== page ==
Yes, some people feel this way. More often, perhaps, they perceive your hobby as childish, not necessarily you. ("Oh, Carl, he's a great guy, even if he does play those silly games.") My mother-in-law sees it as pure childishness, but she's a mother-in-law, it's what they do.

Whatever, I don't care. (Well, mostly I don't. I'm human. I can occasionally get miffed.)

Being childish is not a bad thing. I don't ever want to lose my childish sense of wonder, my childish joy at play. Games are intellectual adventures shared with friends and family. There seems to be this idea that at age 18 people should stop playing and become serious stodgy responsible members of society. What a sad plan for one's adult life. I want to laugh and explore, I want to keep that child inside me alive and well nourished. Ok, so now my knees creak whenever I get up and my belly is rounder than I'd like, and that all kinda sucks. But last night, when my wife and I were rushing to finish a game of Concordia (with Salsa!) before her dinner guests came over (theater people), we were having gleeful fun. One guest arrived early and stared at the strange board with some interest as we rushed our pieces around and played our cards. We didn't care. We counted up the score quickly (I won by 2 points!) and I whisk away the game so the wife can set up the table for cheese and bread for the "adult" guests. This is childhood never forgotten, this is fun, even if we are now a couple of middle-aged oldsters. Never mind what the adults in your life are thinking.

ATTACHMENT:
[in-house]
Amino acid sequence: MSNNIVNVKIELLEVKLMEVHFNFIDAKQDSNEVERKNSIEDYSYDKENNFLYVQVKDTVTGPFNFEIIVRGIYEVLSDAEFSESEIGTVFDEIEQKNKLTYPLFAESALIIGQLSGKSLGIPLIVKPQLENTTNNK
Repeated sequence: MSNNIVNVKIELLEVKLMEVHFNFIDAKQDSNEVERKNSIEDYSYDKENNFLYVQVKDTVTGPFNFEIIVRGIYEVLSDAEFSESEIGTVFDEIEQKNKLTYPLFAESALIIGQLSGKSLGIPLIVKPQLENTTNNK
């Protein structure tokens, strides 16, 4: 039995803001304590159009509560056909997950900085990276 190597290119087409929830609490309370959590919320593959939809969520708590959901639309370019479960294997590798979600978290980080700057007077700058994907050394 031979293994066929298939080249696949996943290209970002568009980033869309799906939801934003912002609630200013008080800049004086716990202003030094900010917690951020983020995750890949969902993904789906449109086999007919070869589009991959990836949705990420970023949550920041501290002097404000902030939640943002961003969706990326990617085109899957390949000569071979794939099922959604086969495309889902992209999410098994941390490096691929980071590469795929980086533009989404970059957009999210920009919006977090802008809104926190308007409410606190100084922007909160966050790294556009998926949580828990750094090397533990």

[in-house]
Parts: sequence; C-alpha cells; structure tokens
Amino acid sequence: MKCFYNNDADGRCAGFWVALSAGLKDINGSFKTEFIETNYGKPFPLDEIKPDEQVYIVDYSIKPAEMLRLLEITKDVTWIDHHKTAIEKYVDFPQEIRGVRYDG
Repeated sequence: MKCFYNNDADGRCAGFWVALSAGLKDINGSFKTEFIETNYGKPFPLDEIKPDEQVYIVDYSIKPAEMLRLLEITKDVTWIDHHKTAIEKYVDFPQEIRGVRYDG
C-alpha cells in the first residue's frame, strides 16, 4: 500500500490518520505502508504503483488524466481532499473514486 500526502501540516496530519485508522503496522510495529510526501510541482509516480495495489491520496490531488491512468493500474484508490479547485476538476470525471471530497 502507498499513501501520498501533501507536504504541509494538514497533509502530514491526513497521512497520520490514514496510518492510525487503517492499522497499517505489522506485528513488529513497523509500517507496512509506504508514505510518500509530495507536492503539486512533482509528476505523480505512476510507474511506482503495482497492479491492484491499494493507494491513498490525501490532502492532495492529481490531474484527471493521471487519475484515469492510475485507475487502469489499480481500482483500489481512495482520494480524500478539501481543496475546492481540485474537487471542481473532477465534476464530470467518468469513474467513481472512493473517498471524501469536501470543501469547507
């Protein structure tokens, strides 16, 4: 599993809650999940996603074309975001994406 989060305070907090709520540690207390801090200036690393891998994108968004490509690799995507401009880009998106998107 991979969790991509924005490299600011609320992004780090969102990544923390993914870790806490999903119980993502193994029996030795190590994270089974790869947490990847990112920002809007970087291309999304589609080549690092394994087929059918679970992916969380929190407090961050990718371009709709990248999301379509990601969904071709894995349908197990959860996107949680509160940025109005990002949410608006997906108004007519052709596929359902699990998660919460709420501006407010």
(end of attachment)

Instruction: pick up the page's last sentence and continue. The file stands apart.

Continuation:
Be childish, have fun, play games!!!

(It turned out that the young theater guy had played some board games already, including a regular game of A Game of Thrones: The Board Game (Second Edition) with his buddies, so he was intrigued rather than judgemental.)

I love you for this, Skutch! My sentiments exactly.
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f h
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I found life became a lot easier when I stopped trying to live up to other people's expectations or cared about what they thought of me
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Chris
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They generally think it's childish right up to the point where I start explaining the rules.
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Austria